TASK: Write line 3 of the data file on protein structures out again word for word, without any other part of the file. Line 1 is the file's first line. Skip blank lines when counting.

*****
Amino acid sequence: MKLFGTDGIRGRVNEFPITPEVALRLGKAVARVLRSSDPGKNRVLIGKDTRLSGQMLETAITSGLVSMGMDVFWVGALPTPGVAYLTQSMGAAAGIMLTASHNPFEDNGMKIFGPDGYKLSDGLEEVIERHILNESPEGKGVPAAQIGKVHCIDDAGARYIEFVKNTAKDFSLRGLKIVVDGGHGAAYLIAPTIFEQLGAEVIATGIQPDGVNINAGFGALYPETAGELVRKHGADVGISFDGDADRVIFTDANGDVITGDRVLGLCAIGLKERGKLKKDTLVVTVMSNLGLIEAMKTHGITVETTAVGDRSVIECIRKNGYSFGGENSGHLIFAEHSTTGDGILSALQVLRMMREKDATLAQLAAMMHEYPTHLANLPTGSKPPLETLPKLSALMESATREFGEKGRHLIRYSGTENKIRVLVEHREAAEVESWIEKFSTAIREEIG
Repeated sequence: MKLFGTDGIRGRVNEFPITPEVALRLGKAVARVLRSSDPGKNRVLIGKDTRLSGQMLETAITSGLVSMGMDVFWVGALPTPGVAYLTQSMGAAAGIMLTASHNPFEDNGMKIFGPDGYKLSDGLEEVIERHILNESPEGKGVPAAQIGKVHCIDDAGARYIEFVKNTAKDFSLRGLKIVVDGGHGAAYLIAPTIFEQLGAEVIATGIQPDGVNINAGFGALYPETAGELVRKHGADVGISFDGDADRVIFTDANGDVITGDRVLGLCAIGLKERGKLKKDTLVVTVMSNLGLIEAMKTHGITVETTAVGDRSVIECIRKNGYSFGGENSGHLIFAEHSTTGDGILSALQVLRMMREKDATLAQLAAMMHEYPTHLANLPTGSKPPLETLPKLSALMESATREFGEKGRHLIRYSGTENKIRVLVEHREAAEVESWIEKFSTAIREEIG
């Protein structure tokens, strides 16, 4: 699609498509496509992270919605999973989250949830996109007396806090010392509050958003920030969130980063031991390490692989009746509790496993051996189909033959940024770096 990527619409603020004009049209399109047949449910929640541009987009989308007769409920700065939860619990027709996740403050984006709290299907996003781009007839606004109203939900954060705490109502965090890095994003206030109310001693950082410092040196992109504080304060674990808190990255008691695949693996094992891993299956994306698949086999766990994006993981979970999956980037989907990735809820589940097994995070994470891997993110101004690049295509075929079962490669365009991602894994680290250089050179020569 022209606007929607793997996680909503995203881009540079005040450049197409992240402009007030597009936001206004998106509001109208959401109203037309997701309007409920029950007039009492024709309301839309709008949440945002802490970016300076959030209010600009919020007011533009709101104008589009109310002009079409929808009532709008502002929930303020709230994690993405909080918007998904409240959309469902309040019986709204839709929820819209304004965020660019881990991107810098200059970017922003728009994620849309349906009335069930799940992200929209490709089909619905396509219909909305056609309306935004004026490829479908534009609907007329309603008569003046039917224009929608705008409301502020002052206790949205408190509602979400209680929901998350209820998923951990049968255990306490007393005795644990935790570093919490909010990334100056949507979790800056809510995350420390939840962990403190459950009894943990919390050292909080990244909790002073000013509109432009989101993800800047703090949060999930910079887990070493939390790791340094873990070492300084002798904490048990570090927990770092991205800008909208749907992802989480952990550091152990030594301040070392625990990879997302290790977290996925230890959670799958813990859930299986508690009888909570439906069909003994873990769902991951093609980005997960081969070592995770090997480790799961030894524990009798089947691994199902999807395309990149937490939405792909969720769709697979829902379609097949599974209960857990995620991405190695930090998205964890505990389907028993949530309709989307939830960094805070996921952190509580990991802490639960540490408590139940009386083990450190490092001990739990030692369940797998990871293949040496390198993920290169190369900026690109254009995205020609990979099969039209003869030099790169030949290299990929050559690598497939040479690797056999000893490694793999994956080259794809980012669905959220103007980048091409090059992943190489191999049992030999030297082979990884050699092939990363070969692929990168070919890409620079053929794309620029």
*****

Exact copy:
């Protein structure tokens, strides 16, 4: 699609498509496509992270919605999973989250949830996109007396806090010392509050958003920030969130980063031991390490692989009746509790496993051996189909033959940024770096 990527619409603020004009049209399109047949449910929640541009987009989308007769409920700065939860619990027709996740403050984006709290299907996003781009007839606004109203939900954060705490109502965090890095994003206030109310001693950082410092040196992109504080304060674990808190990255008691695949693996094992891993299956994306698949086999766990994006993981979970999956980037989907990735809820589940097994995070994470891997993110101004690049295509075929079962490669365009991602894994680290250089050179020569 022209606007929607793997996680909503995203881009540079005040450049197409992240402009007030597009936001206004998106509001109208959401109203037309997701309007409920029950007039009492024709309301839309709008949440945002802490970016300076959030209010600009919020007011533009709101104008589009109310002009079409929808009532709008502002929930303020709230994690993405909080918007998904409240959309469902309040019986709204839709929820819209304004965020660019881990991107810098200059970017922003728009994620849309349906009335069930799940992200929209490709089909619905396509219909909305056609309306935004004026490829479908534009609907007329309603008569003046039917224009929608705008409301502020002052206790949205408190509602979400209680929901998350209820998923951990049968255990306490007393005795644990935790570093919490909010990334100056949507979790800056809510995350420390939840962990403190459950009894943990919390050292909080990244909790002073000013509109432009989101993800800047703090949060999930910079887990070493939390790791340094873990070492300084002798904490048990570090927990770092991205800008909208749907992802989480952990550091152990030594301040070392625990990879997302290790977290996925230890959670799958813990859930299986508690009888909570439906069909003994873990769902991951093609980005997960081969070592995770090997480790799961030894524990009798089947691994199902999807395309990149937490939405792909969720769709697979829902379609097949599974209960857990995620991405190695930090998205964890505990389907028993949530309709989307939830960094805070996921952190509580990991802490639960540490408590139940009386083990450190490092001990739990030692369940797998990871293949040496390198993920290169190369900026690109254009995205020609990979099969039209003869030099790169030949290299990929050559690598497939040479690797056999000893490694793999994956080259794809980012669905959220103007980048091409090059992943190489191999049992030999030297082979990884050699092939990363070969692929990168070919890409620079053929794309620029």